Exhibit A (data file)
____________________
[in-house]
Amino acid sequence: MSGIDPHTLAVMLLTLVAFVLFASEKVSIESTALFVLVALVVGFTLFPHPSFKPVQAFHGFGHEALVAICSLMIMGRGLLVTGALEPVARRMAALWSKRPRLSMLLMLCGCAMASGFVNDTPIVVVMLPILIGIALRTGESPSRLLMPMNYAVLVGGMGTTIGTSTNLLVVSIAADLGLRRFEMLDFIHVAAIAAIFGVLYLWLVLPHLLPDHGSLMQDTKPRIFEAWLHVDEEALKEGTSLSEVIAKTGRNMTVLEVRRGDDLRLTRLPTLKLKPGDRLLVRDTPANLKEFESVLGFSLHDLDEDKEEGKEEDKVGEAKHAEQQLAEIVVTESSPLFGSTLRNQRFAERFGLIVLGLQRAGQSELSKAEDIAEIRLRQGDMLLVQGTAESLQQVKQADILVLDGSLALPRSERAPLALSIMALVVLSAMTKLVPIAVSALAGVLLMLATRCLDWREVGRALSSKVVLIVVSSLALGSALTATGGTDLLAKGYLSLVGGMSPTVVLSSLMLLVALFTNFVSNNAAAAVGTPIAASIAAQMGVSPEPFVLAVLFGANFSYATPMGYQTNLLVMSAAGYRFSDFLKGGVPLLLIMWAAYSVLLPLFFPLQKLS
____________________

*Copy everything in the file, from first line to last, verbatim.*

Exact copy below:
[in-house]
Amino acid sequence: MSGIDPHTLAVMLLTLVAFVLFASEKVSIESTALFVLVALVVGFTLFPHPSFKPVQAFHGFGHEALVAICSLMIMGRGLLVTGALEPVARRMAALWSKRPRLSMLLMLCGCAMASGFVNDTPIVVVMLPILIGIALRTGESPSRLLMPMNYAVLVGGMGTTIGTSTNLLVVSIAADLGLRRFEMLDFIHVAAIAAIFGVLYLWLVLPHLLPDHGSLMQDTKPRIFEAWLHVDEEALKEGTSLSEVIAKTGRNMTVLEVRRGDDLRLTRLPTLKLKPGDRLLVRDTPANLKEFESVLGFSLHDLDEDKEEGKEEDKVGEAKHAEQQLAEIVVTESSPLFGSTLRNQRFAERFGLIVLGLQRAGQSELSKAEDIAEIRLRQGDMLLVQGTAESLQQVKQADILVLDGSLALPRSERAPLALSIMALVVLSAMTKLVPIAVSALAGVLLMLATRCLDWREVGRALSSKVVLIVVSSLALGSALTATGGTDLLAKGYLSLVGGMSPTVVLSSLMLLVALFTNFVSNNAAAAVGTPIAASIAAQMGVSPEPFVLAVLFGANFSYATPMGYQTNLLVMSAAGYRFSDFLKGGVPLLLIMWAAYSVLLPLFFPLQKLS